FIFA asked to review controversial handball rule, UEFA confirm
UEFA have asked FIFA president Gianni Infantino to change the handball rule to stop “growing frustration” following a spate of penalties awarded for the offence, European football’s governing body confirmed on Thursday.
In a letter to Infantino, UEFA chief Aleksander Ceferin asked that football’s lawmakers adjust the handball rule — which has been in place since March last year — so that referees can once again judge whether there is intent when a player handles the ball.
“The attempt to strictly define the cases where handling the ball is an offence has resulted in many unfair decisions which have been met with growing frustration and discomfort by the football community,” said Ceferin’s letter, which was sent on October 27.
The contents of the letter were confirmed to AFP’s sister sports agency in Germany, SID.
The news of the letter comes a day after the latest controversial spot-kick award, which put Chelsea two goals ahead in their 3-0 Champions League win over Rennes on Wednesday.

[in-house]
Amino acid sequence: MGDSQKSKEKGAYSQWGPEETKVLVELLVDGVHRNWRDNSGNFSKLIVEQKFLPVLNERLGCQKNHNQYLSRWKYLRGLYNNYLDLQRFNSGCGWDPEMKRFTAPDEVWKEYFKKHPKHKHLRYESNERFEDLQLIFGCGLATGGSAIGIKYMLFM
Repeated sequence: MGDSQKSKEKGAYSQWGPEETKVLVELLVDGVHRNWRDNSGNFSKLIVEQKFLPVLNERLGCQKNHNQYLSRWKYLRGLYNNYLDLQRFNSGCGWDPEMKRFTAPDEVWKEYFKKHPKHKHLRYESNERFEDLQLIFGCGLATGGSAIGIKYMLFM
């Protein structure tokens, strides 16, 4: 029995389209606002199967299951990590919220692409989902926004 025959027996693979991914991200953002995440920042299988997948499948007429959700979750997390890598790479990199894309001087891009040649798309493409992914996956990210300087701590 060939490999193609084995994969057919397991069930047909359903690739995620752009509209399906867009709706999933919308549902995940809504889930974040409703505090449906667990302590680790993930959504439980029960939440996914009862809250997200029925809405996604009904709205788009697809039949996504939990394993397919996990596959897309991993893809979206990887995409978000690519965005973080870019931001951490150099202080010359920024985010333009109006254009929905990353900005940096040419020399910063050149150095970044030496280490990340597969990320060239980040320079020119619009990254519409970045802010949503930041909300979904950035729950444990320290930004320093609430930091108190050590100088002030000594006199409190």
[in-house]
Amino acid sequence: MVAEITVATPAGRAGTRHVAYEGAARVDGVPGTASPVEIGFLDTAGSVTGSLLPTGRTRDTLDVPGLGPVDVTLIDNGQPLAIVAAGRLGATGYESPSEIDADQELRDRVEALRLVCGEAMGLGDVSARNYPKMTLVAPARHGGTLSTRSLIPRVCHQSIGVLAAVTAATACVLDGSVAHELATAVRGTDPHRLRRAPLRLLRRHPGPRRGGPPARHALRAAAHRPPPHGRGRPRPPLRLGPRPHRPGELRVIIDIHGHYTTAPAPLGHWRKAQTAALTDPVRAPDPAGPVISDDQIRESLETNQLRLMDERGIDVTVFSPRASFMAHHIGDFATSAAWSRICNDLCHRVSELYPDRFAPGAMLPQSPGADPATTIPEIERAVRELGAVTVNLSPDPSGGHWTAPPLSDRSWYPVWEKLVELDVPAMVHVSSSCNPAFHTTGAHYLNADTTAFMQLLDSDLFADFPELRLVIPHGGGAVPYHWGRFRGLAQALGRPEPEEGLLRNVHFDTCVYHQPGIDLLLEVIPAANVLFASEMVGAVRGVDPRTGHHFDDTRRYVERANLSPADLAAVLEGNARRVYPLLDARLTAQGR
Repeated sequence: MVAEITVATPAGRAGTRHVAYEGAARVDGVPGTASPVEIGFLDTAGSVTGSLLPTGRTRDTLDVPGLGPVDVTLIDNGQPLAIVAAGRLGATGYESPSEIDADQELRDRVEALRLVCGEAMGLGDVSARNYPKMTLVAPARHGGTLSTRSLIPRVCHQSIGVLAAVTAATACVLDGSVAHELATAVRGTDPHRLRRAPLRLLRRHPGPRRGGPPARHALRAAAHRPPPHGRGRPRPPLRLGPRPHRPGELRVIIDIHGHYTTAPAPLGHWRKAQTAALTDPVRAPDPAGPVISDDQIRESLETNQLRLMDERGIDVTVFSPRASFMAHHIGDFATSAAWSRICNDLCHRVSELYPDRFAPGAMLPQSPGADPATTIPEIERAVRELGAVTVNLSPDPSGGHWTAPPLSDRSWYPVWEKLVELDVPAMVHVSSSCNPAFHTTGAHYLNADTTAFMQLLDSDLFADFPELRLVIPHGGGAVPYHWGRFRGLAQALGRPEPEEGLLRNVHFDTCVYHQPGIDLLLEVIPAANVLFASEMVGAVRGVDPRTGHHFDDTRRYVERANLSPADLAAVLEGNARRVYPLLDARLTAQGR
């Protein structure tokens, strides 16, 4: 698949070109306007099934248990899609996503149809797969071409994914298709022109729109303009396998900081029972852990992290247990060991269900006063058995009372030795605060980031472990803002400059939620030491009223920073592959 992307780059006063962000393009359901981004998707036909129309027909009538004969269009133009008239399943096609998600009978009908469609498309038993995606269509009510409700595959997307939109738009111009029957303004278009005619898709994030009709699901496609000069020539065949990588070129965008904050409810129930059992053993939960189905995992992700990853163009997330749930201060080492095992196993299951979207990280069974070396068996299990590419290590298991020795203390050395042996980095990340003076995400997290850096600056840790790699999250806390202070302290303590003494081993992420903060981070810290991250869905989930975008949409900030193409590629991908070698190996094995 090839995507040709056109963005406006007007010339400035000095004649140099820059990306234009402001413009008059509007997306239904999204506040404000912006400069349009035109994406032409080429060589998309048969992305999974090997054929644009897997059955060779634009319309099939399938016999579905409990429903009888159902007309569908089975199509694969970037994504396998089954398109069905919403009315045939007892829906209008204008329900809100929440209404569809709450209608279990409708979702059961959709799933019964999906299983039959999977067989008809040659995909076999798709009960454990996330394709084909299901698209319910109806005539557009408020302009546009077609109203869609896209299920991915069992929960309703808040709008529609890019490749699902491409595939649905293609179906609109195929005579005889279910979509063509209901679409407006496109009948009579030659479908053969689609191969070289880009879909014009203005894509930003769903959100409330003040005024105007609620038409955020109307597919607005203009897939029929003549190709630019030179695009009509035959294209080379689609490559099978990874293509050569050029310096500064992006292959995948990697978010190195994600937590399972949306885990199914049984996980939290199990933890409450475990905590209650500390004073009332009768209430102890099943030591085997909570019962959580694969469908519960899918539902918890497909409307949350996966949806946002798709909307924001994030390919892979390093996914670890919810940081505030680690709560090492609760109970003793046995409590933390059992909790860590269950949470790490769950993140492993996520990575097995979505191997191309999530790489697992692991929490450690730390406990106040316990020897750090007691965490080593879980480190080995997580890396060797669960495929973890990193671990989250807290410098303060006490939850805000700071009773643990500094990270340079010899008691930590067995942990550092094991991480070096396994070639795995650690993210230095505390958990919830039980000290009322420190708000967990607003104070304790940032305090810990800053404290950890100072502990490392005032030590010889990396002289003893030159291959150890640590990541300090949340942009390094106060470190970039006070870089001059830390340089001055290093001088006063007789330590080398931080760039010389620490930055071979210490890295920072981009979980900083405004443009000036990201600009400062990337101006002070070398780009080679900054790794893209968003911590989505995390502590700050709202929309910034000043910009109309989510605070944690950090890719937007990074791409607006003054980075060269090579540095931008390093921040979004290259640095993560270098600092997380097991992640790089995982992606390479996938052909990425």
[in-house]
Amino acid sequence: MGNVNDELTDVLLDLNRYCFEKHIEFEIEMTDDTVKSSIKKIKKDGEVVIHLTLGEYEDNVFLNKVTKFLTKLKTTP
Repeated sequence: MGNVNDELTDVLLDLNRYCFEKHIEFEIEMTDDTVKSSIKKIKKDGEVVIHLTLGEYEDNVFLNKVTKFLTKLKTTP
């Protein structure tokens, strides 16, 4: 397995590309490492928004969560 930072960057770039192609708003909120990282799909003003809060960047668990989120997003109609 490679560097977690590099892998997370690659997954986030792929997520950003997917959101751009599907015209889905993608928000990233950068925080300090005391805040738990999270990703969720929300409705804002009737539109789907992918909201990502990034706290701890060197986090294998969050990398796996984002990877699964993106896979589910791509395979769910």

Rennes defender Dalbert, who had already given away the first penalty which had put Chelsea ahead, was sent off for a second booking following a VAR review when a Tammy Abraham shot bounced off his foot onto his arm.
The decision, and Timo Werner’s cool finish from the spot, effectively killed off the Ligue 1 side’s chances of getting a result at Stamford Bridge in their first ever season in the Champions League.
Rennes president Nicolas Holveck was livid after the defeat in London, calling referee Felix Zwayer “the man of the match”.
“I would like someone to clearly explain to me the rules for handballs in the box … the score went to 2-0 without Alfred (Gomis, the Rennes goalkeeper) having to make a save.”
It was one of many penalty decisions which have angered players and managers and which Ceferin in his letter suggested was against the “spirit of the game”.
Ceferin wrote to Infantino as it is the FIFA-controlled International Football Association Board which decides on the game’s laws.
FIFA has half of the eight IFAB votes, with the others belonging to the FA’s of England, Scotland, Wales and Northern Ireland.